Every student across the world at some point of time or the other hopes, wishes and prays for that blissful moment when you wake up on a Monday morning and school is somehow magically closed. The idea of exams getting cancelled is a dream only some of us dare to see.
The coronavirus pandemic in spite of wreaking havoc across the world has managed to grant these unrealistic wishes. Four months into the worldwide pandemic and the indefinite closure of schools and colleges across the world has left us questioning our wish and desperately missing those 8 am classes.
For most students across the world, this situation is temporary and they will have the chance to see their schools and colleges again. However, for 2 million children in Yemen living in the biggest man-made humanitarian crisis since 2015, the thought of going to school is a distant dream they only get to see in their sleep.
Article 26 of the Universal Declaration of Human Rights under international law states that “Everyone has the right to education.” Unfortunately, political crisis, terrorism and poverty has robbed these young children living in war-torn Yemen of their right to quality education.
For these little ones the survival against starvation, armed conflict, abuse, child labour and various horrific and inhuman atrocities are every day tests of life they need to pass just to stay alive. The lives of the children of Yemen ruined by the political greed of a few powerful men must be saved, making education the only way for these children to have a brighter future.
Education is the key, that will unlock all doors of opportunity for these young lives and will become their most valuable asset. From empowering a young child to dream to advancing mankind beyond the boundaries of the earth, education is our biggest weapon against all social evils.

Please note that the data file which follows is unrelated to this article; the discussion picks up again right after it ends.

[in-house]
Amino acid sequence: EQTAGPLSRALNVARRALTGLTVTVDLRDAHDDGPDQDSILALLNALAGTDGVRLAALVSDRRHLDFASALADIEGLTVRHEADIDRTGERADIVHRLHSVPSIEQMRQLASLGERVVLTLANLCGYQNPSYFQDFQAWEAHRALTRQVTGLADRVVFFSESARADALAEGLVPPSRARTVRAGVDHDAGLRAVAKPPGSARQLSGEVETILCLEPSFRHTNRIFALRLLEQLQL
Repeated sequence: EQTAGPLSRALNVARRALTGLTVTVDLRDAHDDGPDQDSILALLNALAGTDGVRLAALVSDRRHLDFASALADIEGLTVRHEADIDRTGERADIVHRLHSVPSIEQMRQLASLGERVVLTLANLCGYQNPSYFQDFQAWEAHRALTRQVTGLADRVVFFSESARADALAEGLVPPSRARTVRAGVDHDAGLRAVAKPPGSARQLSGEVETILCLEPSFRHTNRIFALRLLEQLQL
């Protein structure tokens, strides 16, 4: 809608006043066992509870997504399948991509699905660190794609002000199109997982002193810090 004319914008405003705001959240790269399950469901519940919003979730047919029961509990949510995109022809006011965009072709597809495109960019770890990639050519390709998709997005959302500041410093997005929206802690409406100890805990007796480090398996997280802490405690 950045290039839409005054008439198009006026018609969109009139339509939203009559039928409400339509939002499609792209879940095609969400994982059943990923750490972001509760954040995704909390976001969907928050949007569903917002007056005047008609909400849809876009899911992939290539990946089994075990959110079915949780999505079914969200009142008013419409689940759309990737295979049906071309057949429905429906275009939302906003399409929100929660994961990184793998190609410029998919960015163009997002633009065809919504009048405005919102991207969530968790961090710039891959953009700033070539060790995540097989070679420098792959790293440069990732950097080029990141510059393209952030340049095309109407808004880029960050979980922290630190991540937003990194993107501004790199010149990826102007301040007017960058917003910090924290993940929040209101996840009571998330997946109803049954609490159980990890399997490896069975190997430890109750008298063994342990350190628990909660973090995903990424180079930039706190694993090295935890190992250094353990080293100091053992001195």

Children out of school in Yemen
According to a report by UNICEF from 2019, one in five schools in Yemen can no longer be used as a direct result of conflict. The consequences of being out of school is a threat to life for these children as they become victims of all forms of violation and exploitation.
Many schools that are still functioning do not have basic hygiene facilities; the travel to school is often risky and life threatening, parents are apprehensive to send their children to schools as they remain under constant threat of armed attacks.
Another report by UNICEF cited the lack of availability of teaching staff in schools due to the inability of paying their salaries. This lack of access to education has forced many children into child marriage, child labour, child trafficking or recruitment of child soldiers. The condition of Yemen’s education sector is expected to worsen further in the coming years and has already been suffering the brunt of the corona virus pandemic.
Over the years various global NGOs have worked to increase the accessibility of education across Yemen. International organisations such as UNICEF, Global Partnership for Education have set up new schools, rehabilitated damaged schools, trained teaching staff, repaired hygiene and sanitation facilities and established safe spaces for children to learn.
NGOs such as Creative Associates International, Yemen Care, Save the Children, Saba Relief etc are some of the humanitarian organisations working towards improving education and learning facilities across the country. However, the development of an accessible and sustainable education system in Yemen still has a long way to go.
The hope for a better future for the children of Yemen rests in the hands of education. For many years the this humanitarian crisis has been largely marginalized, for a world that preaches the ideal of peace and cooperation the convenient ignorance of the loss of 100,000 lives is not only inhuman but shameful.
As a young girl thousands of miles away from a war-torn Yemen I can either choose to look away or use my power of education to bring a change. Just like me, several people across the globe have this choice at their disposal. It is up to them whether they wish to look away or use their education, privilege and ability to help change the life of these young children and allow them to pave their own way to a brighter future, full of opportunities.